New truck will support the county’s strategic plan.
The Department of Public Works and Environmental Services is rolling out its first electric refuse truck to pick up residential trash and yard waste on routes throughout the County — a move that will save money and protect the environment. DPWES expects to have a second electric truck in September. Each truck costs nearly $350,000, funded by the department’s Solid Waste Management Program and a grant from the Virginia Department of Environmental Quality.
The new truck is another significant step in the county’s operational energy strategy, which aims for government operations to be carbon neutral by 2040. Electric vehicles (EV) produce zero emissions, meaning cleaner air for Fairfax County. Electric vehicles are quieter, also reducing noise pollution. The electric truck saves residents money by requiring less overall maintenance and eliminating fuel costs.
Two charging stations have been installed at DPWES’ Newington Collections facility in Lorton, where the solid waste collection trucks are based. When the battery has less than 20% power, it will take up to five hours to recharge. Once it’s on its route, this truck can hold up to seven tons of recycling and up to 12 tons of trash.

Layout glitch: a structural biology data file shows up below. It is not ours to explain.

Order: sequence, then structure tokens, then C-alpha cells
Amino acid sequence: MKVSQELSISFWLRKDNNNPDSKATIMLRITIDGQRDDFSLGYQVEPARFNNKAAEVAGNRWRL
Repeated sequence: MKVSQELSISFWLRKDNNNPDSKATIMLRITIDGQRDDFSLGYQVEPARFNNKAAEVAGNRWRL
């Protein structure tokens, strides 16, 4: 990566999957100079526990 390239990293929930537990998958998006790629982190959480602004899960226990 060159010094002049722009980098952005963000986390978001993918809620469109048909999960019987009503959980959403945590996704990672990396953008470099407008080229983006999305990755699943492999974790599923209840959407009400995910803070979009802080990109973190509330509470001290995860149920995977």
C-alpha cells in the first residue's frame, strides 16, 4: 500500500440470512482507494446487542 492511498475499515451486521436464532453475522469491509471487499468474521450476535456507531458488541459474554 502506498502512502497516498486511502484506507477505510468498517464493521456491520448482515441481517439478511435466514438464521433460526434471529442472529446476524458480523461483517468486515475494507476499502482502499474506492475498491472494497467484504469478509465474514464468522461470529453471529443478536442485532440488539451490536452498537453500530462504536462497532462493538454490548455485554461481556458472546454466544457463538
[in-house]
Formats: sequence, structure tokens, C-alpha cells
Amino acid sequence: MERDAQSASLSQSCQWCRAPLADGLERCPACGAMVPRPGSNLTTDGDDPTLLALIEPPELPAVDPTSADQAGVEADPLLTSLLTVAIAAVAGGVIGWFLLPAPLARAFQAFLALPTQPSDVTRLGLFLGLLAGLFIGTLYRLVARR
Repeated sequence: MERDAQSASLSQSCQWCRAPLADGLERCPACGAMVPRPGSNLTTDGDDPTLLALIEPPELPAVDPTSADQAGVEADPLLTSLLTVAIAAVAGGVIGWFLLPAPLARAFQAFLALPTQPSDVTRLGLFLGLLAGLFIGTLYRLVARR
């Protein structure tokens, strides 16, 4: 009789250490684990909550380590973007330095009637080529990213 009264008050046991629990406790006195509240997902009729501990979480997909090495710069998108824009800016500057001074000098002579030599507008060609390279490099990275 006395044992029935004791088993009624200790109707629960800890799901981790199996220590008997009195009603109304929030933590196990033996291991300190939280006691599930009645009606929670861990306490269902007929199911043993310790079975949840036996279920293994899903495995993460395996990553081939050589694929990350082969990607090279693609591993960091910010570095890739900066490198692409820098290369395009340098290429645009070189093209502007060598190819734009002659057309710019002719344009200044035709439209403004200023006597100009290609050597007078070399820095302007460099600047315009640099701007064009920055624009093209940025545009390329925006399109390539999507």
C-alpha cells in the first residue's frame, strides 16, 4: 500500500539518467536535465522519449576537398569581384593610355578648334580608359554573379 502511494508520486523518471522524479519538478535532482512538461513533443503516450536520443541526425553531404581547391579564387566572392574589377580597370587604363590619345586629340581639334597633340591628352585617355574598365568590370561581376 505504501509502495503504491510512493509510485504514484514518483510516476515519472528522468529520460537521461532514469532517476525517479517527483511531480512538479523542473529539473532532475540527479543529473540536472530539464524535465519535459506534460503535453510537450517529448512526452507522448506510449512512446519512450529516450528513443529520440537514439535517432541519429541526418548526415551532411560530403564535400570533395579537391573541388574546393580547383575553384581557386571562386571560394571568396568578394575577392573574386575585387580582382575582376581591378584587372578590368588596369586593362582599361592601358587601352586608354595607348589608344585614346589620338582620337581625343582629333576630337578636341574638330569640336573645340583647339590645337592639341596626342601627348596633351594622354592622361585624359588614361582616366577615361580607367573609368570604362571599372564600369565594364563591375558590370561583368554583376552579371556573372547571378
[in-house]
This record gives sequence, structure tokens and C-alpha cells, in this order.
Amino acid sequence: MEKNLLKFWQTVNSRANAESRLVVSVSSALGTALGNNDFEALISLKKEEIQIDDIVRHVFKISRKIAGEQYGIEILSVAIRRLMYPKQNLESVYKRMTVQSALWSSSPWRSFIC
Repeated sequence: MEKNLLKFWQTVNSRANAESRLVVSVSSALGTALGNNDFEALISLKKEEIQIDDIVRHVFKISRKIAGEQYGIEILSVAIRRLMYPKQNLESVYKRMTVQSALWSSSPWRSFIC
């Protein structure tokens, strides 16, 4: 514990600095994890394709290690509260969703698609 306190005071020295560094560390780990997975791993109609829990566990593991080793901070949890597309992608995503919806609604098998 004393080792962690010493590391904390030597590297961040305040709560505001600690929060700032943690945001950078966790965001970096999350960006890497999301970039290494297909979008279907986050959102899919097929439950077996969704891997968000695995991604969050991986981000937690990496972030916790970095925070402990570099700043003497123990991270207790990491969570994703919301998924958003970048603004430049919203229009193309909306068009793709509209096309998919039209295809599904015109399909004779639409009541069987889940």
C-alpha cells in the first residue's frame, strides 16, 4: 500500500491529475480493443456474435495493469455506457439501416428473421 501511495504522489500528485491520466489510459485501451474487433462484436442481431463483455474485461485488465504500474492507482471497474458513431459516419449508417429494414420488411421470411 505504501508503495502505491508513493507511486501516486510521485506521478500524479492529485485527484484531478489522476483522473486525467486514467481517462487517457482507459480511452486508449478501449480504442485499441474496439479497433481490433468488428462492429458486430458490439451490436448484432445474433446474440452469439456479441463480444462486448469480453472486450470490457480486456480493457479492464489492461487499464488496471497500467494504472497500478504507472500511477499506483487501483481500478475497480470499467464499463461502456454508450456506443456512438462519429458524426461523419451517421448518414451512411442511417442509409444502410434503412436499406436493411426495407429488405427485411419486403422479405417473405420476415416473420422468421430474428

In addition to the new electric truck, DPWES already has four electric sedans in operation. Fairfax County has 50 fully electric vehicles already in operation in its fleet.
The public is invited to the official unveiling of the EV truck on Friday, Aug. 25, at 11 a.m. at the Newington Collections Facility, 6901 Allen Park Road in Lorton. Speakers at the event will include Board of Supervisors Chairman Jeffrey McKay, Mount Vernon District Supervisor Dan Storck, Fairfax County Executive Bryan Hill, DPWES Director Chris Herrington and Office of Environmental and Energy Coordination Acting Director John Morrill.
To get information about the DPWES Solid Waste Management Program contact 703-324-5320 or visit Recycling and Trash.